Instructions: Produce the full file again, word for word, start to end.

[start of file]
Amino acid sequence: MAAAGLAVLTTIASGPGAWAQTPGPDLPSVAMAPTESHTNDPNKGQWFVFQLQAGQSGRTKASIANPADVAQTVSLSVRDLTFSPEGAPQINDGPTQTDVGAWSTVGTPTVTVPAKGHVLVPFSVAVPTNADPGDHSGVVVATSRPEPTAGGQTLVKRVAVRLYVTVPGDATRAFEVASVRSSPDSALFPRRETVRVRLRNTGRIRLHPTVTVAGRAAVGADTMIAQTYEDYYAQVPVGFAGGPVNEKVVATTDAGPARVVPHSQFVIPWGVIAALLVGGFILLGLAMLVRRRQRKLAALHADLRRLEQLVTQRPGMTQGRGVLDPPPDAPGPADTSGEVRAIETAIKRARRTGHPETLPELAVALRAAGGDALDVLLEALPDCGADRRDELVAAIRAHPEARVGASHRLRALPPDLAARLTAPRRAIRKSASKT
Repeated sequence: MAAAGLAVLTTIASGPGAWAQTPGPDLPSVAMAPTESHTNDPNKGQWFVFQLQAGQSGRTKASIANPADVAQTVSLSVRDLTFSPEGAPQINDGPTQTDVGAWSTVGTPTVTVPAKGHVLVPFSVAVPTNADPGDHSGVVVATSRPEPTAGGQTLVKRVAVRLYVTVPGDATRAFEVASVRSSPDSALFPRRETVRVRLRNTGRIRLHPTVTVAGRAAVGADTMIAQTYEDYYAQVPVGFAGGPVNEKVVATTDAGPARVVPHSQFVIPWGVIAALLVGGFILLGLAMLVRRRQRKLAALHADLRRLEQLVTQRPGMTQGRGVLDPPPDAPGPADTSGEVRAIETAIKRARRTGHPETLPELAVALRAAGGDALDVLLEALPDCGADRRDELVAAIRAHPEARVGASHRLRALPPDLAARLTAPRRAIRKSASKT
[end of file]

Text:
Amino acid sequence: MAAAGLAVLTTIASGPGAWAQTPGPDLPSVAMAPTESHTNDPNKGQWFVFQLQAGQSGRTKASIANPADVAQTVSLSVRDLTFSPEGAPQINDGPTQTDVGAWSTVGTPTVTVPAKGHVLVPFSVAVPTNADPGDHSGVVVATSRPEPTAGGQTLVKRVAVRLYVTVPGDATRAFEVASVRSSPDSALFPRRETVRVRLRNTGRIRLHPTVTVAGRAAVGADTMIAQTYEDYYAQVPVGFAGGPVNEKVVATTDAGPARVVPHSQFVIPWGVIAALLVGGFILLGLAMLVRRRQRKLAALHADLRRLEQLVTQRPGMTQGRGVLDPPPDAPGPADTSGEVRAIETAIKRARRTGHPETLPELAVALRAAGGDALDVLLEALPDCGADRRDELVAAIRAHPEARVGASHRLRALPPDLAARLTAPRRAIRKSASKT
Repeated sequence: MAAAGLAVLTTIASGPGAWAQTPGPDLPSVAMAPTESHTNDPNKGQWFVFQLQAGQSGRTKASIANPADVAQTVSLSVRDLTFSPEGAPQINDGPTQTDVGAWSTVGTPTVTVPAKGHVLVPFSVAVPTNADPGDHSGVVVATSRPEPTAGGQTLVKRVAVRLYVTVPGDATRAFEVASVRSSPDSALFPRRETVRVRLRNTGRIRLHPTVTVAGRAAVGADTMIAQTYEDYYAQVPVGFAGGPVNEKVVATTDAGPARVVPHSQFVIPWGVIAALLVGGFILLGLAMLVRRRQRKLAALHADLRRLEQLVTQRPGMTQGRGVLDPPPDAPGPADTSGEVRAIETAIKRARRTGHPETLPELAVALRAAGGDALDVLLEALPDCGADRRDELVAAIRAHPEARVGASHRLRALPPDLAARLTAPRRAIRKSASKT